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New dinosaurs, old animals

Review of: John Conway, C.M. Kosemen & Darren Naish (2012). All Yesterdays. Unique and Speculative Views of Dinosaurs and Other Prehistoric Animals. London: Irregular Books. Price: (Amazon Kindle E-book) or (Printed version via

By Ilja Nieuwland

‘Paleo-art’, or the art of restoring extinct life, has experienced a number of paradigmatic changes during its two-hundred-or-so-years history, closely tied to the way in which scientists viewed it. Not so much in style perhaps – as Bill Mitchell noted, ‘there’s little use for cubist dinosaurs’ – but certainly in its view of extinct animals, and particularly dinosaurs. From elephantine behemoths, via agile aggressors, through insipidly lumbering heaps of meat to the active, intelligent semi-birds of today, each era has generated its own science, and its own art. And the first idea that popped into my mind when viewing All Yesterdays was that we had arrived at another new age.

The premise for All Yesterdays is relatively simple: speculate wildly about the way dinosaurs looked with soft tissues (feathers, lumps, sacs etc.) that we don’t know (and mostly can’t know) from the fossil record. What Conway et al. rile against is the presumption that because we have no information, it is somehow unethical to see. The point is that we do have quite a bit of information about how reptiles and birds look – they’re around us. Birds are the dinosaurs’ closest relatives; it is therefore not unreasonable (albeit admittedly untestable) to assume that the current variety in bird appearance is comparable to that of at least the smaller dinosaurs.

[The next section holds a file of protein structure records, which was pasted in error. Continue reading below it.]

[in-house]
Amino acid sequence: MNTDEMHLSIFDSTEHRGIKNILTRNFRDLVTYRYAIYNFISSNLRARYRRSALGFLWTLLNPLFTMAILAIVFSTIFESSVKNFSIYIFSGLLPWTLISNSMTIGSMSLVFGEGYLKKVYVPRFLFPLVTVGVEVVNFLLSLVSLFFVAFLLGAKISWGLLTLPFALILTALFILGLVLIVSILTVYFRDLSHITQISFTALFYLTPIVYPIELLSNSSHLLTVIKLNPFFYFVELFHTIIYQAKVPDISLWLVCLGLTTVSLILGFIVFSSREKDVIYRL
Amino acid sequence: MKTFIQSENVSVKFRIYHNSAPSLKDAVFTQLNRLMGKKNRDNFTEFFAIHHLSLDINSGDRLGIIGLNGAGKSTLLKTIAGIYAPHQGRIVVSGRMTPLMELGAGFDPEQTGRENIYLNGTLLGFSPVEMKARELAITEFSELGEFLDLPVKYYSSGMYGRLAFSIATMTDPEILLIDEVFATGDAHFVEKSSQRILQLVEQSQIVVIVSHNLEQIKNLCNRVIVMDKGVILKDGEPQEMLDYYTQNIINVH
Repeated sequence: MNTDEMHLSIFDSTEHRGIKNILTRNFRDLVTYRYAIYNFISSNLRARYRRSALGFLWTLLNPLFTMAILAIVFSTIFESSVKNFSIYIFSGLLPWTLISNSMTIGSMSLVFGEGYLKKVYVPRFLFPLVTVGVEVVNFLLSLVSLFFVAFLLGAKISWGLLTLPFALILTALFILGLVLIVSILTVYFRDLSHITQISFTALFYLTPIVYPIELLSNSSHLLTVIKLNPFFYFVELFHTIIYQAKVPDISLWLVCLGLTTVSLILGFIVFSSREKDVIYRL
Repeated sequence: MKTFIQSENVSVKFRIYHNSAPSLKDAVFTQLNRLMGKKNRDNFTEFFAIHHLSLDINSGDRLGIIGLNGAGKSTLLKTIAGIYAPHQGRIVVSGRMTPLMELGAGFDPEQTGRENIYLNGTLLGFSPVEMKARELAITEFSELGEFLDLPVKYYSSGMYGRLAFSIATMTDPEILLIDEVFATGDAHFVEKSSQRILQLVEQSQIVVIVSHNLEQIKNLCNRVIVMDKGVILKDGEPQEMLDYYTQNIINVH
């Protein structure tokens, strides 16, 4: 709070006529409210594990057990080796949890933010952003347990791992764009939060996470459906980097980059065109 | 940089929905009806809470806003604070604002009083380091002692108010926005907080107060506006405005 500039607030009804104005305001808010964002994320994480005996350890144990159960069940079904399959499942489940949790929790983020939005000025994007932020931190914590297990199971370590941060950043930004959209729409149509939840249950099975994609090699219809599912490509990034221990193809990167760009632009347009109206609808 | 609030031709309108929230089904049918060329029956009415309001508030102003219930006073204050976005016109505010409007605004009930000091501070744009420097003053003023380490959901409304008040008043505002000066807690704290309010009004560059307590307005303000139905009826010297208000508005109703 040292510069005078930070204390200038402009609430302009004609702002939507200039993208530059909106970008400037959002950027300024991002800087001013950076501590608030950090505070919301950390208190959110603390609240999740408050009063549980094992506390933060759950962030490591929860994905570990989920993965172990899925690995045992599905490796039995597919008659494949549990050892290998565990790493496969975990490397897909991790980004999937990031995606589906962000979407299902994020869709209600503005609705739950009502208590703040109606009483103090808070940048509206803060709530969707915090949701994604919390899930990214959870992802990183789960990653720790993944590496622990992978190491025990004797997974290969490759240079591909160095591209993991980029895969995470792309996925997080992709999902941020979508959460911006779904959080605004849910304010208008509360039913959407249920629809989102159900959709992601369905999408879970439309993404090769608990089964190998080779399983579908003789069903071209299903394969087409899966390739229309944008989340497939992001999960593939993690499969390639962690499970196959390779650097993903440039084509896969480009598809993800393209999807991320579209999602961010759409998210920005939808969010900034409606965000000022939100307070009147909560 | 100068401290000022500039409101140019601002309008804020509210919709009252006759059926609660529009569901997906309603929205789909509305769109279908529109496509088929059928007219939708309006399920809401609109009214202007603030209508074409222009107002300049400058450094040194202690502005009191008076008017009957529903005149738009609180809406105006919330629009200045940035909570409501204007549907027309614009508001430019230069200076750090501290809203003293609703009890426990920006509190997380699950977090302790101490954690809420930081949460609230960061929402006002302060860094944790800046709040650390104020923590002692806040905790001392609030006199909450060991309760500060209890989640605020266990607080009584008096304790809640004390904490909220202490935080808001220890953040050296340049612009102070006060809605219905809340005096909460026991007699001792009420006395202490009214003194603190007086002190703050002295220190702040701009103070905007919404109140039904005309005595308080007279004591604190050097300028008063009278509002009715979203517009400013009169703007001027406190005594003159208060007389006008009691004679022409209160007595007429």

Allosaurus and Camptosaurus, © 2012 John Conway. From All Yesterdays

Another issue that is tackled by the authors concerns behavior. Since the early nineteenth century, dinosaurs have been portrayed as perennially-hungry hunting monsters; that meant overexposure of predators, which were virtually always depicted whilst hunting some unfortunate animal. The Jurassic Park movies have done much to cement this image in the mind of the public, but even documentary series such as Walking with Dinosaurs showed (very noisy) dinosaur that appeared to be occupied with little else than mutual extermination. In real nature, predators spend only a small percentage of their time hunting – as anyone with a cat can testify, sleeping (digesting, saving energy) is what they’re best at. Yet we rarely see them portrayed as such.

It also occurred to me that despite the valuable accuracy of Greg Paul’s (or Greg Paul-like) lateral skeletal reconstructions, they created an unwanted side effect. The bones might be real, but the resulting body outlines were much more speculative; moreover, the aggressive, active posture of such ‘skeletals’ loaded what was supposed to be an anatomical study piece with behavioral preconceptions. Yet, the work of Paul and his followers has set the standard for dinosaur depiction for a long time, and has – in my view at least – the habit of showing ‘shrink-wrapped’ dinosaurs.

The problems with that approach are amply demonstrated in the book’s second part, ‘All Todays’. Here we see what a potential future paleontologist might have made of animals that are with us today. Cats, cows, rhinoceroses and hippopotamuses are transformed into simultaneously horrific and hilarious creatures. Of course, this is hyperbole, but it is instructive to be confronted with all the preconceptions that we use to reconstruct extinct life.

“All Todays”: a vulture reconstructed by future paleontologists unfamiliar with feathers. © 2012 John Conway.

I can’t recommend All Yesterdays enough, not least because it is a very beautiful book. Particularly John Conway’s images convey an atmosphere that you won’t find in any other paleontology book. Yes, it is speculative – but it never claims otherwise. And no, it is not perfect. But it also confronts us with a daring attempt at a new paradigm of extinct fauna as one that consisted of real animals, and defined by real animal behavior.

You can buy All Yesterdays as an e-book or in a dead trees version.


Ilja Nieuwland works at the Huygens ING, an institute of the Royal Netherlands Academy of Arts and Scienes. His specialization in the history of 19th- and 20th-century paleontology is an unfortunate but unavoidable consequence of the fact that he was never able to shake off the interest in dinosaurs he held as an eight-year-old


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